Water/Wastewater

  • Are There Microplastics in Drinking Water?

Are There Microplastics in Drinking Water?

Feb 10 2021 Read 583 Times

Microplastics have been discovered in virtually every part of our environment, from the top of Mount Everest to the deepest part of the ocean (the Mariana Trench). Therefore, it should come as no surprise that microplastics have been found in all types of water, from marine water to freshwater to wastewater to drinking water (both bottled and tap), while airborne exposure to microplastics is another area of research in its infancy.

To date, nine studies have identified the presence of microplastic particles in drinking water supplies. The counts recorded in these studies ranged from between 0 particles per litre to 1,000 particles per litre, though it’s inadvisable to compare one study with another due to the different sources being tested and the different particle sizes recorded.

How does microplastic pollution end up in drinking water?

There are several documented sources of the microplastic pollution that has been found in drinking water, including the following:

  • Wastewater discharge, concerning both treated and untreated effluent
  • Surface run-off, normally caused by heavy rainfall
  • Industrial effluent
  • Combined sewer overflows
  • Atmospheric deposition
  • Degradation of plastic waste
  • Leaching from plastic bottles and caps

Further research is required to fully recognise and quantify the sources of microplastic pollution in our drinking water, but previous studies suggest that surface run-off and wastewater discharge are the two main contributing factors.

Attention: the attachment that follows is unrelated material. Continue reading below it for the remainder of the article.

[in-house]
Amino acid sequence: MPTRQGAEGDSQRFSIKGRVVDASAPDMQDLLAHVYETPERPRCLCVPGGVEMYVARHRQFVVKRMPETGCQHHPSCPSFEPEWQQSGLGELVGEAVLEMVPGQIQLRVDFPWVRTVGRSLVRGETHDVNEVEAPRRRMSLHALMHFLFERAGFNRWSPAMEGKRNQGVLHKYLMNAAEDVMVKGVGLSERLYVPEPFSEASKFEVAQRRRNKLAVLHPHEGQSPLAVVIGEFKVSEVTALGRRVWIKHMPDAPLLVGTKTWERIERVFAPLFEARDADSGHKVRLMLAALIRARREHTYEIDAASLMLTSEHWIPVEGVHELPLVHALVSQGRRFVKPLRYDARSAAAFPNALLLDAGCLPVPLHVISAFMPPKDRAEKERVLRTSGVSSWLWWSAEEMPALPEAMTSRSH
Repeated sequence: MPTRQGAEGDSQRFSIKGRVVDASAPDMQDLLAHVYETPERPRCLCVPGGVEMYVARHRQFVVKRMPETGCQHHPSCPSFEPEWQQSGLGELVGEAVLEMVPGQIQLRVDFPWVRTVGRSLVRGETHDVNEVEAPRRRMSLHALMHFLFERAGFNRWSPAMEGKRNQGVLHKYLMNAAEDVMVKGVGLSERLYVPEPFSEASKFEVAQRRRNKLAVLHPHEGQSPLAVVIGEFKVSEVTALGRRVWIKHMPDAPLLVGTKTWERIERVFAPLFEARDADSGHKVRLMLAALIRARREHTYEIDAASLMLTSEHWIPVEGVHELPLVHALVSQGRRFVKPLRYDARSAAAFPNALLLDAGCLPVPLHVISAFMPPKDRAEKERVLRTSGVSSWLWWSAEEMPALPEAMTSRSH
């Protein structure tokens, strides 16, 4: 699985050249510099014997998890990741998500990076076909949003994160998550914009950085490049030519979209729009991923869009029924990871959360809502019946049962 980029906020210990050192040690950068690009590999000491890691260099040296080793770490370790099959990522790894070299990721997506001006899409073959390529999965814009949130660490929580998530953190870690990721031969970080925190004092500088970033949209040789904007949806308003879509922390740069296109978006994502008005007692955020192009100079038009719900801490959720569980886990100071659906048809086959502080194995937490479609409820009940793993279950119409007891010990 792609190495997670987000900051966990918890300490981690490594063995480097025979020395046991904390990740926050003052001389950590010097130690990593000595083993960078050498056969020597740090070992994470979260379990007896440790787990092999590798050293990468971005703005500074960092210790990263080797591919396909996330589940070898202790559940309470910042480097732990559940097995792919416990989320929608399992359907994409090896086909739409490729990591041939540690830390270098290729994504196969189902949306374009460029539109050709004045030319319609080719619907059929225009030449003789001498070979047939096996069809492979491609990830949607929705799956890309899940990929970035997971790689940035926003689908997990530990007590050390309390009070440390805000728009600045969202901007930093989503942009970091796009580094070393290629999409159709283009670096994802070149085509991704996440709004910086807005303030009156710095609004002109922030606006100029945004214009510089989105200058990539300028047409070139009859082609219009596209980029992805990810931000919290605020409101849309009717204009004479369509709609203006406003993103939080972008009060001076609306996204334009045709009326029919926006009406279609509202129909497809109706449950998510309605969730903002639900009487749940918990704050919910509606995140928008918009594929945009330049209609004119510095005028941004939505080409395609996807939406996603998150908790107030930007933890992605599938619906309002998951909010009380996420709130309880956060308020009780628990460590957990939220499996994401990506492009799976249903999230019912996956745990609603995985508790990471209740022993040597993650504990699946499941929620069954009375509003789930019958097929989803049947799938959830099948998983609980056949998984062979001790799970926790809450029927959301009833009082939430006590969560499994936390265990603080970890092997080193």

What are the potential effects of ingesting microplastics in drinking water?

There are three categories of possible dangers caused by ingesting microplastics in drinking water, which can be defined as the chemicals contained in the water, microbial pathogens (caused by biofilms in the water) and the physical particles themselves. The former two concerns have long been identified as potentially damaging to the human body and have constituted a facet of wastewater treatment systems for many years.

Contrastingly, very little is known about how ingesting microplastic particles may affect our internal organs, though it’s thought that any particles greater than 150 µm in size can simply be excreted through faeces, while exposure to smaller particles is thought to be negligible. However, more research is required to fully understand the issue.

What happens next?

Although the World Health Organisation is not overly concerned about the possible dangers of ingestion of microplastics in our water, the concentrations of that substance are only likely to increase in the coming years as our consumption of plastic continues to increase. Indeed, one of the environmental implications of coronavirus has been a prevalence of single-use personal protective equipment (PPE), the majority of which is discarded improperly.

This could theoretically cause a build-up in the amount of microplastics in all water sources, including drinking water supplies. As a result, individuals and companies should make a concerted effort to reduce their consumption of plastics and reuse or recycle waste items as much as possible.


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